Enlarge / Microsoft’s Windows Dev Kit 223 is designed to make it easier for developers to use the software. Arm Windows 8.1 to more developers

Andrew Cunningham

Microsoft has launched two new systems that are based on Qualcomm’s technology. Arm Recent processors. Reviewers have mostly criticized the Surface Pro 9 5G version. Software compatibility is a major problem even after two generations. ArmSurface Pro X with a Surface Pro X processor. The second is: $600 Windows Dev Kit 2023Previously known as the cooler name “” “Project Volterra,” It’s supposed help with solving problems that Software problem

Microsoft has done it. Arm Windows developer boxes before—namely, the $219 ECS LIVA QC710 it began selling about a year ago (it’s no longer for sale, at least not through Microsoft’s store). However, it had 4GB of memory, 64GB storage space, and a Snapdragon 7c processor that was underpowered. It felt like reliving the days of the old netbook. It could be used for basic browsing. What about actual work? Even for someone like myself who works mostly with text and medium resolution photos every day? Nope.

The Dev Kit 2023 may be three times more expensive, but it has enough power. that It Most of the time In day-to-day usage, it feels just like a standard midrange mini-desktop. It is much easier to evaluate Windows-on–Windows without the limitations of cruddy hardware.ArmThe remaining Software limitations. It is not intended to be used as a development box. However, it gives us an opportunity to see where Windows-on-Devices can be improved.Arm project is right now, both in hardware and software—especially relative to the Mac, the other hardware and software ecosystem that It is making a smoother and wider-ranging transition from x86 programming to x86. Arm.

Surfaces in all but name

Microsoft isn’t selling the Dev Kit to Surface users as a Surface device. It’s not intended to be an everyday machine. PC users. Surface has a lot of DNA.

The design of the device is key. It is a solid-feeling, black plastic hunk over a metal frame with the Microsoft logo imprinted at the top. It’s smaller than the Mac mini (which, if not familiar, had the same physical dimensions). 12 yearsNonetheless, if Microsoft were to make a Surface-branded Mac Mini clone, it would probably look very different.

The device is also smaller because of this. that It uses a 90W external power brick while the Mac mini’s power source is within the enclosure. That flows from the way Microsoft seems to have put together the Dev Kit—the Mac mini’s internals were designed specifically for their enclosure, while the Dev Kit appears to be quite literally a Surface Pro 9 with 5G motherboard with a case built around it. In that This makes it less like the Mac mini, and more like Apple Silicon. “Developer Transition Kit,” Which adapted iPad Pro’ish innards into a Mac mini-shaped bag.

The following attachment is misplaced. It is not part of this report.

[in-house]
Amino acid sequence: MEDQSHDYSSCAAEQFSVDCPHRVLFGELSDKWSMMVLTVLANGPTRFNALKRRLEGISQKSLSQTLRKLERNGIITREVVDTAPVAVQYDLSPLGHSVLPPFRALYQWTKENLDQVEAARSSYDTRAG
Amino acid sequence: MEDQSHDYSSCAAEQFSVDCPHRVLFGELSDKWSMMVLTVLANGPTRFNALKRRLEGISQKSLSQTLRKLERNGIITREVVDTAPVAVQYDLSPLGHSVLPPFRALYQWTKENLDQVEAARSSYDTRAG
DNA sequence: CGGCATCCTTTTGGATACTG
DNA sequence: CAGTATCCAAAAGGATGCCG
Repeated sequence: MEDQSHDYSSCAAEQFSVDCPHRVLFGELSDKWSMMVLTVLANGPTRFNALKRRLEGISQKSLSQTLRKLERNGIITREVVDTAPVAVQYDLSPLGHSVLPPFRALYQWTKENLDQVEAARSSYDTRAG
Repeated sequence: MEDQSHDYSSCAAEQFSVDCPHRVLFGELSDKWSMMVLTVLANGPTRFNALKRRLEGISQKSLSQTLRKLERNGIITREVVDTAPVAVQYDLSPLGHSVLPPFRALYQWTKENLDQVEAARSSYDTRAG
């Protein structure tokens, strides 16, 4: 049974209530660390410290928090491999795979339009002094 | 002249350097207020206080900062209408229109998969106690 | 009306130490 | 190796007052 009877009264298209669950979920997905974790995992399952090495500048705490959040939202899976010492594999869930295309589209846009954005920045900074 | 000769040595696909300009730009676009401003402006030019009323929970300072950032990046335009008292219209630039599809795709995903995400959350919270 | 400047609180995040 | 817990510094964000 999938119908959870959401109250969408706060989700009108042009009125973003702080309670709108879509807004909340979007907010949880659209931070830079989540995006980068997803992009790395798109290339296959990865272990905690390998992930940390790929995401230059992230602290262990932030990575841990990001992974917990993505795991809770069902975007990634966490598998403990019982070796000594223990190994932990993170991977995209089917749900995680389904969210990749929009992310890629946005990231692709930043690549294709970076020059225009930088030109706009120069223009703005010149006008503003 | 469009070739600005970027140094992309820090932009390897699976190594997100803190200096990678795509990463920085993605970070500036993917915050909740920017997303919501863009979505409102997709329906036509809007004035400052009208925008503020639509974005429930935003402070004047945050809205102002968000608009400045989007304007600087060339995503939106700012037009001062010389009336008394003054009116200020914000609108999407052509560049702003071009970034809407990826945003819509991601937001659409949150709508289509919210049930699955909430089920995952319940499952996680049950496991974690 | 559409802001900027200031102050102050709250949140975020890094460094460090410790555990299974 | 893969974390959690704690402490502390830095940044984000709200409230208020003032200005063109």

Unused connectors are the best indicator. that are visible at the top-right of the board when you remove the bottom of the Dev Kit—these would be used to drive a display and other internal peripherals in a Surface device but go unused in the Dev Kit. These two USB-C ports are a Surface legacy, with identical spacing and positioning. However, the Ethernet port and USB-A ports are separate boards. This Surface Pro clone is also an indication of its functionality. that The Dev Kit does not have a headphone jack. Surface-branded firmware and driver updates are also available from Windows Update.

The Dev Kit is capable of connecting to up three monitors at once via its mini DisplayPort, USB-C, and two can be 60Hz 4K displays. (Refresh rates faster that 60 Hz are possible at lower resolutions but 60 Hz appears to be the hard limit at 4K). Microsoft states that The DisplayPort should be used for your primary display. It’s the only one. that will display a signal when you’re adjusting the box’s UEFI firmware settings, likely also a holdover from its Surface roots—the internal display in a Surface would likely be connected with an internal embedded DisplayPort connector (eDP) that The same thing happened.

Only the 512GB SSD is an upgradeable component of the Dev Kit. It is a small M.2 2230 SSD just like those used in Microsoft Surfaces. You could fit a typical M.22280 SSD, but you would have to find a way to keep it in place since there is no standoff. The rationale for using a short little SSD in the first place is probably the same as for reusing a Surface motherboard—cheaper to reuse a thing than to design and pay for a whole different thing, especially in what is likely to be a low-volume product.